Year-end lists are almost always a dubious endeavor – opinions will forever differ, tastes will conflict, and acts will be forgotten – but we still soldier on and fill out many a musical year-end list for the sake of doing so. While there may not be a definitive “best show” in Nashville list for 2016 (as who can definitively say one show exceeded all others at any given time), one such show that would very well be in the running for the top spot of such a perilous list would have to be the highly deferential Andy Shauf.
While his public persona would be one of extreme tranquility, which might suggest initial timidity, it almost certainly errs on the side of deference, as Shauf took a handful of moments to address his sold out Basement crowd with little more than a “you all are too kind,” or “you guys are fun,” in response to the crowd’s cacophony of borderline oleaginous cries this past Friday.
But enough of this list-centric lede hilarity, its time to get down to what made Shauf’s Nashville debut one of the most memorable of the calendar year. First off, the set was easily one of with considerable indie clout, as opener Chris Cohen brings his own share of admiring onlookers, but in the end, the evening went to Shauf and his band of Arts & Crafts label mates/players.
Shauf’s backing band is one of Candian indie legend, as Timber Timbre/Last Ex drummer Olivier Fairfield held down the rhythm section alongside Shauf’s art director Josh Daignault on bass, and long time indie string and moog master Colin Nealis handling both of those realms.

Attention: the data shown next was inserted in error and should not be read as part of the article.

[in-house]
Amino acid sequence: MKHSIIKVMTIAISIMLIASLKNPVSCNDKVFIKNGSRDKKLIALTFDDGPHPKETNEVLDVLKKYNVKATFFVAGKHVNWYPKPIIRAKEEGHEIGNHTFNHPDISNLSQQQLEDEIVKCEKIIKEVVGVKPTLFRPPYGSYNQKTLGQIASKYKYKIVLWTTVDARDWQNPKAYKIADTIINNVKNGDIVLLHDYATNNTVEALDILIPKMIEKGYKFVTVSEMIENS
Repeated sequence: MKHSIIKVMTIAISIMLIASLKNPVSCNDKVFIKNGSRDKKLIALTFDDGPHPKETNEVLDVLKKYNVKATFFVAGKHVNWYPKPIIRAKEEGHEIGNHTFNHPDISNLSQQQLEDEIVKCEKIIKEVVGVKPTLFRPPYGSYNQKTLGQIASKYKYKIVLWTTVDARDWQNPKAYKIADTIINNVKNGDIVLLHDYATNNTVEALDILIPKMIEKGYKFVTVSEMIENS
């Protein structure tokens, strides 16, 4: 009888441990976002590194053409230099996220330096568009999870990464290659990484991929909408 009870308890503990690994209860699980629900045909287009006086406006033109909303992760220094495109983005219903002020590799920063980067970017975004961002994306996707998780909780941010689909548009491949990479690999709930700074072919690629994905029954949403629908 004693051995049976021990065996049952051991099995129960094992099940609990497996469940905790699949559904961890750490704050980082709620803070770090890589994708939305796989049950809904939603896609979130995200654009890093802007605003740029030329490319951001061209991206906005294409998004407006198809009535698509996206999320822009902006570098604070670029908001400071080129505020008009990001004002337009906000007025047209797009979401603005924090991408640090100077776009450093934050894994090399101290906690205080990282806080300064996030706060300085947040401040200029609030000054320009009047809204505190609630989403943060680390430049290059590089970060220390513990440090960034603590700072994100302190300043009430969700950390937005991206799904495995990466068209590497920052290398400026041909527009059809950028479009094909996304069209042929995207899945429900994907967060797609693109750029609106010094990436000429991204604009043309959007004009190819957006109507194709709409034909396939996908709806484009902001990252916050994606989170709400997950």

It was truly a pleasure hearing the songs off of Shauf’s taciturn and breathy tracks enhanced by more luminous synth sounds in lieu of the familiar woodwind and brass that can be found throughout the Regina, Saskatchewan singer’s discography. Throw in some of the tightest sounding groove work on the skins from Fairfield, and you have yourself a genuinely beguiling iteration of songs from The Party (one of the best of the year) and The Bearer of Bad News.
Opening the set with what can only be described as Shauf’s closest thing to a “banger” – “Alexander All Alone” – he and his band brought an ominous groove the song, setting the tone for an altogether excellent set that flirted with foreboding but always pulled back right at its baleful precipice. Truly, the band’s ability to bring the songs to the edge of tempestuous crescendo only to pull back instantaneously was something to marvel at, immersing the audience in the pensiveness of The Party.
As referenced earlier, the evening was full of over-adulation from the crowd, who seemed desperate to obtain the attention (and potential affection) of Shauf, who masterfully subverted the clamoring admirers with simple statements and allowed Fairfield to drop into the next song before anyone was the wiser. The dynamism of Shauf’s tracks were remarkable in the clever adaptation and sound manipulation by Nealis, swapping Wurlitzer for Moog and vice versa in lieu of the aforementioned orchestral pieces, all of which was further heightened by a muted color palette of lights that further extended the ominous, breathy sounds of Shauf.
Despite the seemingly constant shouts of “Thank you for coming,” and “The Ryman is waiting” on his behalf, Shauf was strictly focused on the music, with stand out moments coinciding with a somehow more menacingly melodic rendition of “You’re Out Wasting” and “Early to the Party,” but the standout track of the evening (in the writer’s opinion) most certainly had to be “Wendell Walker,” off of The Bearer of Bad News. Easily one of Shauf’s heaviest in sonic and thematic tone, the dark and brooding melody lines over the marching bass line of Daignault made for an eerie sing along for the evening. Nevertheless, with all this talk of ominous, brooding, and even menacing sounds, there was never a moment of love lost the entire evening, as the set made for the most winsome and mesmerizing of the year.